This amounts to a non-religious perspective that is informed by a deep personal familiarity with the history and beliefs of Christianity, and by having several close Jewish friends, one a rabbi, with whom I've had many delightful conversations.
I would first note that on a personal level, antisemitism baffles me in a way that makes me wonder if I missed the memo, so to speak. Judaism is the very source and origin of both Christianity and Islam. How then can anyone from those faiths disrespect that which gave birth to most of what they believe about the very nature of the universe and their roles within it? I just don't get it, either intellectually and most certainly not emotionally.
Yet at another more abstract level, I think I do understand part of what is going on. Most of us go through our lives feeling like we have been cheated in some way, perhaps by our situation, or perhaps by those who raised us, or just by people in general. Not many of us get to have such perfect and gilded lives that we never have the desire to think "why did this happen to me? why is my life so unhappy?"
Once such questions arise, everyone is forced to deal with them one way or another. Unfortunately, even within religious faiths that teach many aspects of how people should treat one another, the incredible importance of how we deal with our own perception of unfairness is often simply overlooked. We choose without realizing it, often simply by imitating those around us.
One choice is to realize others are suffering also, and then asking, "I wonder if there is some way I can help others?"
At the other end of possible responses is this question: "I wonder who is to blame for my troubles?"
These are both answers that are self-reinforcing. If you try to help others and succeed, most people find it an experience that is astonishingly rewarding, often in spite of all expectations to the contrary.
If you choose instead to look for the real source of your troubles, you always will. And the strange thing is, when you find it, it will always look like some kind of strangely distorted reflection of yourself. Everything you don't like about yourself somehow becomes a part of this thing that you have chosen as the source of your problems. The more that happens, the more certain and firm you become in your belief that "There is the source of all my woes! There is the reason why I am so cruel to others, so hateful to my own children, so prone to failure in all that I do! If only that was not around, I would be so much happier with myself, and so much less miserable!" The blurrier the vision of that, the less understood and familiar it is, the easier it becomes to project all of your own failures into it.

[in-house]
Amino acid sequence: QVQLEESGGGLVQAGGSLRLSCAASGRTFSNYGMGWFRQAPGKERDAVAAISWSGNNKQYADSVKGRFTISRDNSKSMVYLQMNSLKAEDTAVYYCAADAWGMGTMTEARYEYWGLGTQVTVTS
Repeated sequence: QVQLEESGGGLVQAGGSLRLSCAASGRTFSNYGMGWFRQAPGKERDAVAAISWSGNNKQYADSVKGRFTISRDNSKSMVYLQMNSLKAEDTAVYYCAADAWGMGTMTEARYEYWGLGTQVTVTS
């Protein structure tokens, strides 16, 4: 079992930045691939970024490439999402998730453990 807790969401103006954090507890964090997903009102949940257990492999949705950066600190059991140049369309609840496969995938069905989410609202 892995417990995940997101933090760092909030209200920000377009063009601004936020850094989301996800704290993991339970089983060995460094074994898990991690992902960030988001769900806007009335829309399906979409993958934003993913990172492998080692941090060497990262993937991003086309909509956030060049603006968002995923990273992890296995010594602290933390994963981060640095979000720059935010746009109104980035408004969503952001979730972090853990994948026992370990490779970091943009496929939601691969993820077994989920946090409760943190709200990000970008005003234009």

"That" doesn't even have to be a person. But of course, too often... it is.
Why are Jewish people so often selected in the Western world to become sources and even the very incarnations of their woes, the sources of everything they see as wrong in the world around them? Because Judaism is the oh-so-close yet strangely baffling relative that most people have never really met and certainly don't understand. They are not strangers from afar, like Buddhists or Confucians or Zoroastrians, who seem so different that they are more like plants and scenery viewed while passing through a garden. They go their way, and you go yours, and you seldom stop to think about it.
But the Jewish people are the tenders of the garden. They are there, they are known, and they are deeply a part of it. But they do not look quite the same, act quite the same, talk quite the same. They there and yet they are apart, and the very joy that many of them have in that separateness can be baffling to others traveling through that garden.
If you have chosen a path of saying "how can I help?", meeting the gardeners and getting to know them better becomes a great joy to you also.
But if instead someone has chosen one of the many, many paths of searching for who is to blame?, then all to often they end up searching for someone enough like themselves to project all the evils they have perceived onto them, yet different enough that they never know them as personal friends or people with which they share a meal, a joke, a laugh.
And in choosing such a path, sadly, I think lies much of the reason for the deep and terrible evil -- it is just that, make no mistake and call it nothing less -- that has expressed itself with such particular persistence over the centuries in the treatment of Jewish people.